Balboni, M. J., Babar, A., Dillinger, J., Phelps, A. C., George, E., Block, S. D., Kachnic, L., Hunt, J., Peteet, J., Prigerson, H, G., Vanderweele, T. J. and Balboni, T. A. "'It depends': viewpoints of patients, physicians, and nurses on patient-practitioner prayer in the setting of advanced cancer." Journal of Pain & Symptom Management 41, no. 5 (May 2011): 836-847. [(Abstract:) CONTEXT: Although prayer potentially serves as an important practice in offering religious/spiritual support, its role in the clinical setting remains disputed. Few data exist to guide the role of patient-practitioner prayer in the setting of advanced illness. OBJECTIVES: To inform the role of prayer in the setting of life-threatening illness, this study used mixed quantitative-qualitative methods to describe the viewpoints expressed by patients with advanced cancer, oncology nurses, and oncology physicians concerning the appropriateness of clinician prayer. METHODS: This is a cross-sectional, multisite, mixed-methods study of advanced cancer patients (n=70), oncology physicians (n=206), and oncology nurses (n=115). Semistructured interviews were used to assess respondents' attitudes toward the appropriate role of prayer in the context of advanced cancer. Theme extraction was performed based on interdisciplinary input using grounded theory. RESULTS: Most advanced cancer patients (71%), nurses (83%), and physicians (65%) reported that patient-initiated patient-practitioner prayer was at least occasionally appropriate. Furthermore, clinician prayer was viewed as at least occasionally appropriate by the majority of patients (64%), nurses (76%), and physicians (59%). Of those patients who could envision themselves asking their physician or nurse for prayer (61%), 86% would find this form of prayer spiritually supportive. Most patients (80%) viewed practitioner-initiated prayer as spiritually supportive. Open-ended responses regarding the appropriateness of patient-practitioner prayer in the advanced cancer setting revealed six themes shaping respondents' viewpoints: necessary conditions for prayer, potential benefits of prayer, critical attitudes toward prayer, positive attitudes toward prayer, potential negative consequences of prayer, and prayer alternatives. CONCLUSION: Most patients and practitioners view patient-practitioner prayer as at least occasionally appropriate in the advanced cancer setting, and most patients view prayer as spiritually supportive. However, the appropriateness of patient-practitioner prayer is case specific, requiring consideration of multiple factors.]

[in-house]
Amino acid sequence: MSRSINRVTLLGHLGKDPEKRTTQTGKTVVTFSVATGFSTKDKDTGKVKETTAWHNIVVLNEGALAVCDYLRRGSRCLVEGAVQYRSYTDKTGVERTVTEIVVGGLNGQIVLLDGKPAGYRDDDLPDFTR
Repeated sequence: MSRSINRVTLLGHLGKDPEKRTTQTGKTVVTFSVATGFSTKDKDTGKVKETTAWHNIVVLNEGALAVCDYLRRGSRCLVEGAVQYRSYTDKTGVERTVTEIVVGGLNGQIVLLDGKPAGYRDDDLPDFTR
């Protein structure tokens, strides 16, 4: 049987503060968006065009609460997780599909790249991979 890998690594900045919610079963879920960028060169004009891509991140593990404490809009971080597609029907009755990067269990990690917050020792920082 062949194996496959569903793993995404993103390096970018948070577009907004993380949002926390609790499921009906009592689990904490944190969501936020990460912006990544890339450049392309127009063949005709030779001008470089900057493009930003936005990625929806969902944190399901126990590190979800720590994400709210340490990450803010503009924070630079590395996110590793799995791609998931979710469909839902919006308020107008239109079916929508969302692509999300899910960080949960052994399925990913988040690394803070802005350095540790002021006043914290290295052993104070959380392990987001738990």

Balboni, T. A, Paulk, M. E., Balboni, M. J., Phelps, A. C., Loggers, E. T., Wright, A. A., Block, S. D., Lewis, E. F., Peteet, J. R. and Prigerson, H. G. "Provision of spiritual care to patients with advanced cancer: associations with medical care and quality of life near death." Journal of Clinical Oncology, 28, no. 3 (January 20, 2010): 445-452. [See the January 2010 Article-of-the-Month.]